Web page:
In the previous chapter we looked at idioms and patterns that resulted from object-oriented software development. In this chapter we will focus on the software engineering of object-oriented systems and issues of design in particular, including the identification of objects and the specification of contractual obligations.
Additional keywords and phrases:
requirements, analysis, implementation, design as transition,
CRC cards, responsibilities, heuristics,
In this section we will look at a variety of existing methods and the tools they offer. We do not discuss the tools and diagram techniques used in any detail. However, we will discuss the Fusion method in somewhat more detail. Fusion is a strongly systematic approach to object-oriented software development that integrates various concepts and modeling techniques from the other methods, notably OMT, Booch OOD, Objectory and CRC. We will discuss the process view underlying Fusion and sketch the models it supports in relation to the other methods. For the reader this section may supply an overview and references needed for a more detailed study of a particular method or tool.
A recent development is the Unified Modeling Language (UML), which has been approved as a standard in 1998. UML brings together the models and notations featured by the various methods. Jim Rumbaugh, Grady Booch and Ivar Jacobson, all leading experts in object-oriented development, joined forces to achieve this.
The importance of such a standardization can hardly
However, it must be noted that UML does not provide
a method, in the sense of delineating the steps that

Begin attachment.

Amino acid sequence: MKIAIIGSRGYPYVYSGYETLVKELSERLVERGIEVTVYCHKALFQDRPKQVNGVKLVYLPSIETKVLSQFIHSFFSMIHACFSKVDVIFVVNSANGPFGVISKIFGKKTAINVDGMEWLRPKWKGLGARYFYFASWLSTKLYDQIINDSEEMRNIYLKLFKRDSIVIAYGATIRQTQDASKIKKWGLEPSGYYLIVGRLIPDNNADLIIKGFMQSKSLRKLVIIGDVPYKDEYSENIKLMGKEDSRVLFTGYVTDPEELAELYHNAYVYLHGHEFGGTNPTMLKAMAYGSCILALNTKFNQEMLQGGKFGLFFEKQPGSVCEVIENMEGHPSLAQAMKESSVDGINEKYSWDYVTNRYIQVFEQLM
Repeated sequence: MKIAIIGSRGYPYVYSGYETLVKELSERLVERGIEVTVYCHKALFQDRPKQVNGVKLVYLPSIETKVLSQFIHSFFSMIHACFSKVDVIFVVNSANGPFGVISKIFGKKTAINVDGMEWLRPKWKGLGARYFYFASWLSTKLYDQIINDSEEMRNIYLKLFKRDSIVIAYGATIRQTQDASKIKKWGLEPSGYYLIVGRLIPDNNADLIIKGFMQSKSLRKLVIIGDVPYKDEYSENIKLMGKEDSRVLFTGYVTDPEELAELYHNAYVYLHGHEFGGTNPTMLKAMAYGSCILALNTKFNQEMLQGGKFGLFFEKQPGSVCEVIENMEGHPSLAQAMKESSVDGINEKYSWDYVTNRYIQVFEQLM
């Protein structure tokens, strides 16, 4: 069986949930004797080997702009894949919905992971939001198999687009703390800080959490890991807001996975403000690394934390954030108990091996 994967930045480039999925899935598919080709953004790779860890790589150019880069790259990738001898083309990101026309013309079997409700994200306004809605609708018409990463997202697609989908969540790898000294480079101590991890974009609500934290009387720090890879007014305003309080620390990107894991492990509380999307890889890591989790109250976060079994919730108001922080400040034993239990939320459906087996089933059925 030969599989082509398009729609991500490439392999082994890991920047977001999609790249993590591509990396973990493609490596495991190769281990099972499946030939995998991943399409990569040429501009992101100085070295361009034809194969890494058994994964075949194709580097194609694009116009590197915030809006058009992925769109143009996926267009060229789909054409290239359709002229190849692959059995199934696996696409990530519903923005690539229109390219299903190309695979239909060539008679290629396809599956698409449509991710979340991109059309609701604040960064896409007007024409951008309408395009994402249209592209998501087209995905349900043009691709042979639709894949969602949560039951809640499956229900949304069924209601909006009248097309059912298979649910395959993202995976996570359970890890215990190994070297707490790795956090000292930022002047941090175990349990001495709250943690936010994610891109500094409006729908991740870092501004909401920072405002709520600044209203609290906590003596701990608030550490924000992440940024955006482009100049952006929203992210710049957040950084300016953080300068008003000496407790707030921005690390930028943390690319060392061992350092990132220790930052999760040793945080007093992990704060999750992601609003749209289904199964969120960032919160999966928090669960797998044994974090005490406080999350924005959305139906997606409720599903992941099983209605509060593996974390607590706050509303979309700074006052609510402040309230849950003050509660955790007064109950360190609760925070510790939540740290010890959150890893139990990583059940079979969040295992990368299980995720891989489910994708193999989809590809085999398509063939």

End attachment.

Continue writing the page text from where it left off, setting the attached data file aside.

must be taken in the development of a system.
UML itself may be regarded as a toolbox, providing
notations and modeling techniques that may be deployed
A brief overview of UML is given in
An excellent introduction to UML, including advice
how to apply it in actual projects may be found
In contrast to the model used in analysis,
both the design model and the implementation model are more
solution oriented than domain oriented.
The implementation model is clearly dependent on the available
Within a traditional life-cycle, the design model may be seen as
a transition from analysis to implementation.
The notion of objects may act as a unifying factor,
relating the concepts described in the analysis document
to the components around which the design model is built.
However, as we have noted, object-oriented development
does not necessarily follow the course
of a traditional software life-cycle.
Alternatively, we may characterize the function of the
design document as a justification of the choices
made in deciding on the final architecture of the system.
This remark holds insofar as an object-oriented approach
is adopted for both design and implementation.
An interesting architectural issue is, how may we
provide for future extensions of the system?
How easily can we reuse the design and the code for
a system supporting different kinds of accounts,
or different input or output devices?
And how can we establish that the objects, as